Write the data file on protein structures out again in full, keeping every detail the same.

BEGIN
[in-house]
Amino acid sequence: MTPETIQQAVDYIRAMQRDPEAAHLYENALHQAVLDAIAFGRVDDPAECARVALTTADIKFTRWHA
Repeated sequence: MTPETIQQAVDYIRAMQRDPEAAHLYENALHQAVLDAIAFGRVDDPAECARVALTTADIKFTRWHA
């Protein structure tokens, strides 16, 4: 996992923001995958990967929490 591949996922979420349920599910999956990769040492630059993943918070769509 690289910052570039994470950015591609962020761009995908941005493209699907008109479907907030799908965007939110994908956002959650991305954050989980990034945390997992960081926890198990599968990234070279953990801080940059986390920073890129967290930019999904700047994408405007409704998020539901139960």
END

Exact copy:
[in-house]
Amino acid sequence: MTPETIQQAVDYIRAMQRDPEAAHLYENALHQAVLDAIAFGRVDDPAECARVALTTADIKFTRWHA
Repeated sequence: MTPETIQQAVDYIRAMQRDPEAAHLYENALHQAVLDAIAFGRVDDPAECARVALTTADIKFTRWHA
């Protein structure tokens, strides 16, 4: 996992923001995958990967929490 591949996922979420349920599910999956990769040492630059993943918070769509 690289910052570039994470950015591609962020761009995908941005493209699907008109479907907030799908965007939110994908956002959650991305954050989980990034945390997992960081926890198990599968990234070279953990801080940059986390920073890129967290930019999904700047994408405007409704998020539901139960």